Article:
More than 17,000 Tibetan households will move into new homes away from possible water sources that might have contributed to an incurable, endemic bone disease that leaves victims unable to work, local authorities in the Aba Tibetan-Qiang autonomous prefecture in Sichuan province have said.
With an investment of 1.1 billion yuan ($157 million) from the government, a total of 17,067 households in mountainous villages with high incidence of Kaschin-Beck disease will resettle in new homes by 2013, said He Wentao, an official of Aba's development and reform commission.
The disease bloats the joints of its victims, leading to limb deformity or dwarfism.
New houses are being built and water pipes will be installed, a key measure of purifying drinking water for local farmers and herdsmen.
The move is part of a comprehensive scheme aimed at helping 41,184 Kaschin-Beck patients in Aba, most of whom are of Tibetan ethnicity, fight the bone disease.
Aba has reported the highest number of Kaschin-Beck incidents in Sichuan since the disease was diagnosed there in the 1950s. Of the 1,354 villages in Aba, 294 villages have been identified as having very high incidences of the disease. The prefecture has a population of 874,000, 78 percent of whom are farmers and herdsmen and 55 percent Tibetans. The endemic disease is said to hit mostly youths. Most patients lose the ability to work and end up getting trapped in poverty.
The first part of the scheme saw the local authorities moving students to schools outside their home villages in 1996.
So far, the initiative has benefited more than 26,400 students aged between 5 and 15 across the prefecture, He Yuan, deputy director of the educational bureau of Aba, said.
The first group of students under the pilot phase, who are reaching their 20s, are basically free from Kaschin-Beck symptoms, He said.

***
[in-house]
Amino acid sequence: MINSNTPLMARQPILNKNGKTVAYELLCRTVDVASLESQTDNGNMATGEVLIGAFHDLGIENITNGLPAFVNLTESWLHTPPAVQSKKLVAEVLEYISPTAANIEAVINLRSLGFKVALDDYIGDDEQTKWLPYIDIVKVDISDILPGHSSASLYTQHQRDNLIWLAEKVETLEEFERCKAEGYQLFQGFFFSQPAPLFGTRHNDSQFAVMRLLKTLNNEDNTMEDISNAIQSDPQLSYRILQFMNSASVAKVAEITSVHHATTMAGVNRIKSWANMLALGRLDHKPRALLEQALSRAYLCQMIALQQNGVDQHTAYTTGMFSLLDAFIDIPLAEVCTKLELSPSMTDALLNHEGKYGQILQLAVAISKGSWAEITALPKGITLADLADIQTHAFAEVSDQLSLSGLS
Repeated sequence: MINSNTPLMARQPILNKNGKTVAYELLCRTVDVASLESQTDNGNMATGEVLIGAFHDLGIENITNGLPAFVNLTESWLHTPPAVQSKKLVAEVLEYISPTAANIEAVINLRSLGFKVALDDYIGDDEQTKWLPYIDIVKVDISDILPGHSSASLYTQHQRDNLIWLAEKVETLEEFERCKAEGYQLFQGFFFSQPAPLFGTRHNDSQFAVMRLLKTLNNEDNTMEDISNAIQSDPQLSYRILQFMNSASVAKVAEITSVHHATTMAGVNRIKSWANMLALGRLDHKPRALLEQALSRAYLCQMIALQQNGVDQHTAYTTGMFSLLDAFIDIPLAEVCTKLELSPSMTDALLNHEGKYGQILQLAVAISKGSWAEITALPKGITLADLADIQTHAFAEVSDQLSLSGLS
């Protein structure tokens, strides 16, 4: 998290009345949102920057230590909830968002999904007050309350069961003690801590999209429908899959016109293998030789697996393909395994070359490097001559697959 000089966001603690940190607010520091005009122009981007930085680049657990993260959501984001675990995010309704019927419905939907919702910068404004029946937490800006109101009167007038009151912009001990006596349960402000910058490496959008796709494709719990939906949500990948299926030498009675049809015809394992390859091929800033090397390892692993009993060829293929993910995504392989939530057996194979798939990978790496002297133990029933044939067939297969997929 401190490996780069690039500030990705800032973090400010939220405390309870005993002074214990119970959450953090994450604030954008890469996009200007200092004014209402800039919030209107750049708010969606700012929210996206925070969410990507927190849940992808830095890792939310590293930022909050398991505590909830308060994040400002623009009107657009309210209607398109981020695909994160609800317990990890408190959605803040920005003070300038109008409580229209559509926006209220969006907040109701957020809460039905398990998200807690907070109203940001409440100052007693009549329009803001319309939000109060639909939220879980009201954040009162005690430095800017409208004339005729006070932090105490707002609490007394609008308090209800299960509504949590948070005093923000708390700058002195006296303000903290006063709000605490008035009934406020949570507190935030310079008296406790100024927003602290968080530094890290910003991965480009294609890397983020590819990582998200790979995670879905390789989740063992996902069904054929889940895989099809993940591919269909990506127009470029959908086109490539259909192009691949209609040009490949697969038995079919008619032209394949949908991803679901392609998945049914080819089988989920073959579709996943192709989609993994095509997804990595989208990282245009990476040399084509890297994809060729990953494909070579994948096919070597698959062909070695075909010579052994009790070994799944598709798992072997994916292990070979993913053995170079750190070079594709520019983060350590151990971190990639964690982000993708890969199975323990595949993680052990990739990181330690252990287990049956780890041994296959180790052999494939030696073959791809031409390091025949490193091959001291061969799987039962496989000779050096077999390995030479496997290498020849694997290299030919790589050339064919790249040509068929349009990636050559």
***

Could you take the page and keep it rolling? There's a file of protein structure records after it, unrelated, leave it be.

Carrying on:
In Nanmuda township, 912 students, 90 percent of whom are suffering from the disease, are studying in a boarding school away from their homes in neighboring townships. They receive a monthly meal subsidy of 110 yuan.
"I'm never worried about our children. They are studying and living in a safe environment," said Qoimqung, father of two boys in the school.
The disease is mainly found in a long and narrow region extending from the country's northeast to the southwest, plaguing at least more than 810,000 people in 14 province, regions and autonomous regions including the Tibet autonomous region, the China Medical Tribune has said.
The cause of the disease remains unconfirmed. Some experts have said that ingestion of a certain kind of fungus contained in highland barley, a staple food in the regions, and low iodine and selenium intake, may be contributing factors.
Under the program, each patient can get 15 kg of rice every month for free, to replace the suspected highland barley. They also get their medical costs refunded.
The central and provincial government will spend 3.5 billion yuan in the next five years to further poverty-relief and prevent and treat the disease.
(Xinhua/China Daily April 28, 2008)